Giving girls something takes nothing away from boys

When thinking about the legacy of "The Next Karate Kid," it's impossible to ignore the sexism that plagues this film's reputation. There's no Daniel LaRusso, no Johnny Lawrence, no John Kreese, and no Terry Silver, but it has Hideo/Nariyoshi/Keisuke (the canon is inconsistent) Miyagi, and most importantly, Julie Pierce. The 1980s were filled with film franchises centering on the heroic journeys of young men, but outside of the final girls in slasher films, young women weren't valued as franchise stars until the turn of the millennium. I watched "The Next Karate Kid" a lot growing up, and it wasn't until I was much older that I learned the general consensus was that this film "killed" the franchise, despite the fact "The Karate Kid III" already existed.

"The Next Karate Kid" came a full decade after the first film, and after the commercial and critical failure of "Part III," took an entirely different turn with new characters and a new style. The third film was an exaggerated rehash of the first film, and it failed, miserably. They needed to do something different, and they did. "The Next Karate Kid" tells us even with the title, that this isn't "The Karate Kid" series that audiences were used to, and it's odd that people judge this movie for what it's not, rather than what it is. This movie was for the next generation of "Karate Kids," which happened to include girls. Even now, decades later, grown men still cry foul about this movie's existence, forever proving that a teenage girl will tick off a man one time and they'll carry that anger with them until the day they die.

Don't forget what Miyagi taught you

One of my favorite quotes from Mr. Miyagi says "never put passion in front of principle, even if you win, you'll lose." It's hard not to view the people who viscerally disparage the value of "The Next Karate Kid" as being those who have forgotten what Mr. Miyagi tried to teach us. If your fandom and passion for a film franchise causes you to act like an entitled jackwagon, you've forgotten the principle, and you've already lost. Look, "The Next Karate Kid” isn't a perfect film by any stretch of the imagination, and some of the tonal elements don't meld well together, but it's nowhere near deserving of the 7% rating on Rotten Tomatoes. This isn't a movie trying to pump you up, it's trying to build you up. The principle of the matter is that a franchise tried to be more inclusive with new characters and an entirely different style of storytelling, and was met with vituperation.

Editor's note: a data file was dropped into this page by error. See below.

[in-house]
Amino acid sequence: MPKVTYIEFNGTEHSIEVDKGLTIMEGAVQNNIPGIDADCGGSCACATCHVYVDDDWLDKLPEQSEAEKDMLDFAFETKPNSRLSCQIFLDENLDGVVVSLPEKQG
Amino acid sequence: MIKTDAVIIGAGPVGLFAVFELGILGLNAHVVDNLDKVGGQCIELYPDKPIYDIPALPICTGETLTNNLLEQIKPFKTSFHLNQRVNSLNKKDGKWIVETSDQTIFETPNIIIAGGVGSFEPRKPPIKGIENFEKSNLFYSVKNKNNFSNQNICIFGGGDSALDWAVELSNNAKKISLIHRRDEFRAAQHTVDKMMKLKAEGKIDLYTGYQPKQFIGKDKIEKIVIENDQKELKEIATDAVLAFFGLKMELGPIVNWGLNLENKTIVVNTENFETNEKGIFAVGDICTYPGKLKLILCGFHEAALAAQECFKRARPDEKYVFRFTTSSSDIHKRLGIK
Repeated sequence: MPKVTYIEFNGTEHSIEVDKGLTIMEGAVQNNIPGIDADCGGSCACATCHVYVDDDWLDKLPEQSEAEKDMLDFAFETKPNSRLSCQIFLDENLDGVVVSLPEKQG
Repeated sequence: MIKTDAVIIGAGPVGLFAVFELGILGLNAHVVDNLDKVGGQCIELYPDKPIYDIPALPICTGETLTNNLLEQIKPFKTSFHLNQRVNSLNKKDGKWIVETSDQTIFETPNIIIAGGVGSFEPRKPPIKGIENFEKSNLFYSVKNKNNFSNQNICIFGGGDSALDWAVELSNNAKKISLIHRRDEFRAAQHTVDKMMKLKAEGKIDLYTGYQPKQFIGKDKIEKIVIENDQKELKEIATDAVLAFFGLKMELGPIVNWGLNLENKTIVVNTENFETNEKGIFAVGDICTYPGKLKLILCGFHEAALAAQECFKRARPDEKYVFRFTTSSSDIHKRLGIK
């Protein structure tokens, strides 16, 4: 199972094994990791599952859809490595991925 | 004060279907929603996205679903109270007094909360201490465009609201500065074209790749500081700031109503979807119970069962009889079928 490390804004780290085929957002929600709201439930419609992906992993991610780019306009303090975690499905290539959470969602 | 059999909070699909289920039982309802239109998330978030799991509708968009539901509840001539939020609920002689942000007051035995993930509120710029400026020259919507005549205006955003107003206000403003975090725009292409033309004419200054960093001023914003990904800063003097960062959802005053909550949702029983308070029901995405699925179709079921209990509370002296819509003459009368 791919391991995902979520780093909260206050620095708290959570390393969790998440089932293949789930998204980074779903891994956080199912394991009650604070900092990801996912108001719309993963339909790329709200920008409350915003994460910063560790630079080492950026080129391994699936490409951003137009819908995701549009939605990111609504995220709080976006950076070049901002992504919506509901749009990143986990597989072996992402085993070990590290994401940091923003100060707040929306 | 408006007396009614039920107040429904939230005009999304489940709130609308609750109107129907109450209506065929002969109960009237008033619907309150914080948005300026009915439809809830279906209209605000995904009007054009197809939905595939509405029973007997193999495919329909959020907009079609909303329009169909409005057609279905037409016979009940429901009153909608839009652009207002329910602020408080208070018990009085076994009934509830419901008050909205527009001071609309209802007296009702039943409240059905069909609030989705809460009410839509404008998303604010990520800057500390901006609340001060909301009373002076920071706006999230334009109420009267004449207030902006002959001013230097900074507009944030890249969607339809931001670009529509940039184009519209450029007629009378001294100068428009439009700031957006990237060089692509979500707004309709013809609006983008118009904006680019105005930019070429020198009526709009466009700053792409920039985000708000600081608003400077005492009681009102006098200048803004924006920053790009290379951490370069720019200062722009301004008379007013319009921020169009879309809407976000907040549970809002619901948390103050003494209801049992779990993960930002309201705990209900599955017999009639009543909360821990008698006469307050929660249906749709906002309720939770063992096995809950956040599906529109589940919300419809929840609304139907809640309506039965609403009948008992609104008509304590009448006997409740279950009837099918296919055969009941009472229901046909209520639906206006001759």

There will be plenty who read this headline and think "It's not that deep, it's just a bad movie," but ignoring the circumstances surrounding the release of "The Next Karate Kid" is ignoring the reality that society still can't handle a perceived "invasion" of women in male-dominated spaces. "Ghostbusters," "Captain Marvel," and the countless other female-led projects in recent memory have all fallen under the same scorn that started with "The Next Karate Kid," and I'll happily be the one to die on the hill that the film deserves just as many "In Defense Of..." articles as "Part III." If Johnny Lawrence is allowed to enjoy a continued redemption arc through "Cobra Kai," the same concession should be offered to Julie Pierce and "The Next Karate Kid."